We’re now six and a half years into the official recovery from the Great Recession and, according to the latest report from the Bureau of Labor Statistics, the headline unemployment rate has fallen to 5 percent.
However, just to keep things in perspective, the number of long-term unemployed (workers who have been without a job for 27 weeks or more) was essentially unchanged at 2.1 million in October and has shown little change since June. These individuals accounted for 26.8 percent of the unemployed in October.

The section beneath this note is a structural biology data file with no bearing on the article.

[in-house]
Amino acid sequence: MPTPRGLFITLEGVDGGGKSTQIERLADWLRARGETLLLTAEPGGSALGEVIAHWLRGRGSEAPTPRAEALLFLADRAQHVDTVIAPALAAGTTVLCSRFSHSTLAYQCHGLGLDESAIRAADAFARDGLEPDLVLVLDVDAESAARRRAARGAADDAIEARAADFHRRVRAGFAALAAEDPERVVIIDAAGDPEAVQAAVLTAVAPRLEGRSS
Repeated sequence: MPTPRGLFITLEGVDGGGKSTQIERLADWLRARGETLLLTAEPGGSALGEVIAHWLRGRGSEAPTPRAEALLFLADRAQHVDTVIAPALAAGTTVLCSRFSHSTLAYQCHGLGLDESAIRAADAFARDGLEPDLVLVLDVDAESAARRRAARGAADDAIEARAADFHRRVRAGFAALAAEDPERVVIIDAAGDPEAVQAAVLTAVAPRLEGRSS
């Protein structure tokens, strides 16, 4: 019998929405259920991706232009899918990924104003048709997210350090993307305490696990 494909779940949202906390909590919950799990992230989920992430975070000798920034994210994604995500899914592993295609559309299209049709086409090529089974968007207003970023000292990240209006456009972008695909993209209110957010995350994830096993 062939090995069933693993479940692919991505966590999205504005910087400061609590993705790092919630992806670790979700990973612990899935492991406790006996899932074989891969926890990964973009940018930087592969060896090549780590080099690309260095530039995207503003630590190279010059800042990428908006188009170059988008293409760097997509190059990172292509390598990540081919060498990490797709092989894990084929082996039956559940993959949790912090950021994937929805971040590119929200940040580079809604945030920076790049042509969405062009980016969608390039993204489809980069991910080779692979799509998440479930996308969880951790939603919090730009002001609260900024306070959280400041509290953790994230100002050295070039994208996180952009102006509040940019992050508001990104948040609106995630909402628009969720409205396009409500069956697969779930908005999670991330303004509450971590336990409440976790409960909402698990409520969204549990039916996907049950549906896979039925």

And, as we can see from the chart above, workers’ wages, while increasing, have still recovered much more slowly than during the previous three business cycles.
As I wrote yesterday,
it is clear both that the initial downturn was much more protracted than mainstream economists (including central bankers, like Ben Bernanke) had the courage to admit and that the persistent negative effects of that crisis continue to depress actual rates of growth below the earlier trend.